Home News Politics NCCE unhappy with low level of female participation in DLEs

NCCE unhappy with low level of female participation in DLEs

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NCCE
NCCE

The National Commission for Civic Education (NCCE) has expressed disappointment and concern over the low participation of women in the 2023 District Level Elections (DLEs) slated for December 19.

It said despite several efforts to promote women participation in governance and decision-making processes to bridge the gender gap, promote sustainable development, both at the national and local levels, the task to getting women aspire for leadership positions remained a herculean challenge.

Mr Mawuli Agbenu, the Upper East Regional Director of the Commission who expressed these concerns in an interview with the Ghana News Agency was reacting to the small number of women aspirants in this year’s election in the region.

Statistics from the Electoral Commission (EC) revealed that no woman had filed to contest in this year’s election in three out of the 15 Municipal and District Assemblies across the region namely; Garu, Tempane and Nabdam.

Apart from that, despite a total of 949 people filing to contest in the District Assembly elections in the region, only 25 are women.

Similarly, only 156 women out of the 1,936 have filed to contest in the Unit Committee elections across the region.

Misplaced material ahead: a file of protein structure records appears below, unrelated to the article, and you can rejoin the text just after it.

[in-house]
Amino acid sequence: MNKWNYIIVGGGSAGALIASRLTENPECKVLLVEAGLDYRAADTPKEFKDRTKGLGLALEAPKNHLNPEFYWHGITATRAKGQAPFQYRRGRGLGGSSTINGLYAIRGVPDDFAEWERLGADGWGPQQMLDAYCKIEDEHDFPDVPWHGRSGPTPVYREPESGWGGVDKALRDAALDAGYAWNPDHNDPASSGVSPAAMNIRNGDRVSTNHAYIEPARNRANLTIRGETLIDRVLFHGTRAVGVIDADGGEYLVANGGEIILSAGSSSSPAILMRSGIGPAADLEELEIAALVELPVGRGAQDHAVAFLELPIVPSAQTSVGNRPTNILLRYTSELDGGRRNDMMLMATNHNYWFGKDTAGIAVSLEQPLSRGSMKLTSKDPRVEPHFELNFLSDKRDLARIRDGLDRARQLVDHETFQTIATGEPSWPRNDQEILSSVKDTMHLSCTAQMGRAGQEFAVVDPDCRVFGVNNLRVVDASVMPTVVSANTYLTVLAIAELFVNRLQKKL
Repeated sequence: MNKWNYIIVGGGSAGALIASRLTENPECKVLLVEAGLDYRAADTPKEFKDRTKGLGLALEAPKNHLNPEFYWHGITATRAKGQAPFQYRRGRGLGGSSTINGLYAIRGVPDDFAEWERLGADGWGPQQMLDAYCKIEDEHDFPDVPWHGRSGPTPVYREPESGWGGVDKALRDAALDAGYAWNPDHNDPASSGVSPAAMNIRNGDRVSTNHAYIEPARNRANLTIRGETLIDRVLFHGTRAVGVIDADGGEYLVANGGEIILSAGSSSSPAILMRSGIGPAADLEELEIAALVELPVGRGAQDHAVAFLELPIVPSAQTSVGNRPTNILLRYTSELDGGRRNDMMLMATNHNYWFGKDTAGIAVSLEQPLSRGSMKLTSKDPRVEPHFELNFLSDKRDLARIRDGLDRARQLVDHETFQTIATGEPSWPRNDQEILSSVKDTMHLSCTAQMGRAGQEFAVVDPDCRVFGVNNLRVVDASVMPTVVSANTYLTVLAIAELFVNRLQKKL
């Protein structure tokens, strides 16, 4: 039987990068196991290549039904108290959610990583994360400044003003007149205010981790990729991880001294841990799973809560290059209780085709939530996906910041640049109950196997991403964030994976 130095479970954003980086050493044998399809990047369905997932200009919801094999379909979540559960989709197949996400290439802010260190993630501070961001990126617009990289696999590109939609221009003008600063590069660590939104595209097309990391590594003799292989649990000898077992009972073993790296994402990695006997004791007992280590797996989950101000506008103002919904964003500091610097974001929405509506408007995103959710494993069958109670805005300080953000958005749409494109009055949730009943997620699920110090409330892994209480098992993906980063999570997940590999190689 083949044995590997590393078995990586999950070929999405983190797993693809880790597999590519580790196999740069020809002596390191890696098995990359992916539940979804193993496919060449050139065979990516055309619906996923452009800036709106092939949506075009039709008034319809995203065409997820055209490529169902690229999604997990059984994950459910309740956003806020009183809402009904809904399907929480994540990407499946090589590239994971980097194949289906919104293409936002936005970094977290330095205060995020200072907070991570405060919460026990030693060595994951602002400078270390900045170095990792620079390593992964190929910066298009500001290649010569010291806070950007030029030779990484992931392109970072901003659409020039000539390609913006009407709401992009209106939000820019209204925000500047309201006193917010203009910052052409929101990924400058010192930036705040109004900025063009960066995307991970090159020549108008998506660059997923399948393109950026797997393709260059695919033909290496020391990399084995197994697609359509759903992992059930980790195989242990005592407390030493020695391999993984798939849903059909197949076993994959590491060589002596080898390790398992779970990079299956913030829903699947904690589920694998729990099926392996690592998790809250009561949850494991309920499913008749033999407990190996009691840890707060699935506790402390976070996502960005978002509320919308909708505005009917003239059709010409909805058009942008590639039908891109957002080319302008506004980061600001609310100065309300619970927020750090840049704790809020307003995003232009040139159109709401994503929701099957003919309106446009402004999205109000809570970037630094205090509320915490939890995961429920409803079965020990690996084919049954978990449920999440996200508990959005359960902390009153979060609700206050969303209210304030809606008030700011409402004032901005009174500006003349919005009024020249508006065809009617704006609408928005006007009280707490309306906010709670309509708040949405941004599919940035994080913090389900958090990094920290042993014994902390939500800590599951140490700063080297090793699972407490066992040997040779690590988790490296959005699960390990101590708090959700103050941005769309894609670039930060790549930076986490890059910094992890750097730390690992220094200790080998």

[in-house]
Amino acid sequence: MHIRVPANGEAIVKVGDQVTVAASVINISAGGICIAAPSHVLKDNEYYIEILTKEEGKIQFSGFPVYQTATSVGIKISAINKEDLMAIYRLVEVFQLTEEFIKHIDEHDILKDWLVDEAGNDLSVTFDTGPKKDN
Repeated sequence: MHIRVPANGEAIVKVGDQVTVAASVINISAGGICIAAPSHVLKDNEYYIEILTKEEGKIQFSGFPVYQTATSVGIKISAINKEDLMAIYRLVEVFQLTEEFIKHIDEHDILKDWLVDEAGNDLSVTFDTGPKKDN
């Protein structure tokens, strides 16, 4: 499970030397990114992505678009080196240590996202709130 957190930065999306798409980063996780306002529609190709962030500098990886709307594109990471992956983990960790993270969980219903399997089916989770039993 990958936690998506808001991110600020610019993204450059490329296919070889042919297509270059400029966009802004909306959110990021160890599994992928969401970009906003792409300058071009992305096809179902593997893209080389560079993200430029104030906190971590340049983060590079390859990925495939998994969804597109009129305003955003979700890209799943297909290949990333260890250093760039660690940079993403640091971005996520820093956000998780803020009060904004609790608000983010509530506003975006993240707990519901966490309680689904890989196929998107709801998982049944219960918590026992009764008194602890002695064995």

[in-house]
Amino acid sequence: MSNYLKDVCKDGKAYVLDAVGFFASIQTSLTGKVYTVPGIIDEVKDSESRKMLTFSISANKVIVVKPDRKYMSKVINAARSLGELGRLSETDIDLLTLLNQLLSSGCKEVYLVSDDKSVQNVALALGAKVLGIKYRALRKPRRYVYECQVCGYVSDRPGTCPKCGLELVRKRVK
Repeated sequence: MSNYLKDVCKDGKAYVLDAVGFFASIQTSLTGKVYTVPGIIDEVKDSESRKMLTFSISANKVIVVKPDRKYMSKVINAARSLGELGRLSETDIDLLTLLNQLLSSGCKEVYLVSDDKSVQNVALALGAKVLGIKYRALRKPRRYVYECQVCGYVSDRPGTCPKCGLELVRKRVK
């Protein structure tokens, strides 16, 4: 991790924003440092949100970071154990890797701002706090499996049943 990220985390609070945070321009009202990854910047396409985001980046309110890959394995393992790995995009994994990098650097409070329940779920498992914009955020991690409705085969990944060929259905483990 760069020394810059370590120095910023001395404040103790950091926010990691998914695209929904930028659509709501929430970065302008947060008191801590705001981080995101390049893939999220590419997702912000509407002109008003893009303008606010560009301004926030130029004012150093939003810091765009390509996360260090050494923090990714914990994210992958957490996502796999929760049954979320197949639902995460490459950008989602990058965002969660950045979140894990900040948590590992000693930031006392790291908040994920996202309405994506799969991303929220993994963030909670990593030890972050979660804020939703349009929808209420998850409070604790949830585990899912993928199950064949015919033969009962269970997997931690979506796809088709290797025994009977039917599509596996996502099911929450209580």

This, the Regional Director stressed, was, “woeful and we don’t even know how many of them will win” but encouraged Ghanaians to vote for more women in the upcoming election to increase the representation of women in decision making structure at the local level.

He indicated that the participation of women in decision making process was not only crucial to addressing the numerous challenges confronting the growth and progress of women and children, but necessary ingredient to achievement of the Sustainable Development Goals (SDGs).

Mr Agbenu said apart from the financial burden which was compelling many women not to put themselves up for leadership positions, there were some sociocultural norms and barriers that needed to be removed to strengthen and empower women towards taking up leadership roles in governance.

“When women are not represented at the decision-making table, their concerns, and interests and that of their children’s are mostly not considered.

“Apart from that, more than half of the workforce of the informal sector in this country are women and if they are not involved in decision making, it means that their economic opportunities and interests are not being taken care of, forcing them to remain in poverty,” he lamented.

He said while the NCCE would continue to intensify education for more women participation in governance, the government needed to honour the 1992 Constitutional provision by appointing more women into governance.

Mr Joachim Elbazar, Nabdam District Director of the NCCE, told the GNA that women play pivotal role in shaping families and society while contributing to the country`s economy, but their low participation in politics, particularly in the DLE, was defeating the advocacy for women’s empowerment.

“It is time women took courage to contest for positions to lead and not see themselves as followers all the time because they can be better leaders as well, and I call on them to come out strongly in opportunities like this to make a case for themselves,” he stated.

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